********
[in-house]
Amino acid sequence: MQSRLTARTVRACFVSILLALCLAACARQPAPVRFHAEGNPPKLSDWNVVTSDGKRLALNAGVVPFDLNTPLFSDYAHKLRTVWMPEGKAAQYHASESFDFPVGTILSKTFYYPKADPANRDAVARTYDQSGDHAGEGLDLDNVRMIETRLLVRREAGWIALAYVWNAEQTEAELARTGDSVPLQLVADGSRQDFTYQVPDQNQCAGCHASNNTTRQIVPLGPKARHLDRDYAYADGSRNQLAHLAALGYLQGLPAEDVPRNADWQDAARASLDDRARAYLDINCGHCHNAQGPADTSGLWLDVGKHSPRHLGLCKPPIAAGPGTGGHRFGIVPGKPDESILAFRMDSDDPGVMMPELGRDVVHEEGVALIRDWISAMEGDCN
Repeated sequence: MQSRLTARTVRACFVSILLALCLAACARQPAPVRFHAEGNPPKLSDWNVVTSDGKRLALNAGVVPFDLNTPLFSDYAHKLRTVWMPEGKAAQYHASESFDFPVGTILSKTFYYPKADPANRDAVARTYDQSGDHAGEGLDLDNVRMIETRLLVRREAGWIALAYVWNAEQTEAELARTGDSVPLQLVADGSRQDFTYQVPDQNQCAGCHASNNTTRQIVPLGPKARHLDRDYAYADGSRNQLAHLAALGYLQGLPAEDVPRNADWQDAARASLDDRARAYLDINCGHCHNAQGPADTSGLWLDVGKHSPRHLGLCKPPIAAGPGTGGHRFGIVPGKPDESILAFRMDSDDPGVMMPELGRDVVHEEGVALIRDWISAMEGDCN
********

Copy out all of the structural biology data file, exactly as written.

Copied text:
[in-house]
Amino acid sequence: MQSRLTARTVRACFVSILLALCLAACARQPAPVRFHAEGNPPKLSDWNVVTSDGKRLALNAGVVPFDLNTPLFSDYAHKLRTVWMPEGKAAQYHASESFDFPVGTILSKTFYYPKADPANRDAVARTYDQSGDHAGEGLDLDNVRMIETRLLVRREAGWIALAYVWNAEQTEAELARTGDSVPLQLVADGSRQDFTYQVPDQNQCAGCHASNNTTRQIVPLGPKARHLDRDYAYADGSRNQLAHLAALGYLQGLPAEDVPRNADWQDAARASLDDRARAYLDINCGHCHNAQGPADTSGLWLDVGKHSPRHLGLCKPPIAAGPGTGGHRFGIVPGKPDESILAFRMDSDDPGVMMPELGRDVVHEEGVALIRDWISAMEGDCN
Repeated sequence: MQSRLTARTVRACFVSILLALCLAACARQPAPVRFHAEGNPPKLSDWNVVTSDGKRLALNAGVVPFDLNTPLFSDYAHKLRTVWMPEGKAAQYHASESFDFPVGTILSKTFYYPKADPANRDAVARTYDQSGDHAGEGLDLDNVRMIETRLLVRREAGWIALAYVWNAEQTEAELARTGDSVPLQLVADGSRQDFTYQVPDQNQCAGCHASNNTTRQIVPLGPKARHLDRDYAYADGSRNQLAHLAALGYLQGLPAEDVPRNADWQDAARASLDDRARAYLDINCGHCHNAQGPADTSGLWLDVGKHSPRHLGLCKPPIAAGPGTGGHRFGIVPGKPDESILAFRMDSDDPGVMMPELGRDVVHEEGVALIRDWISAMEGDCN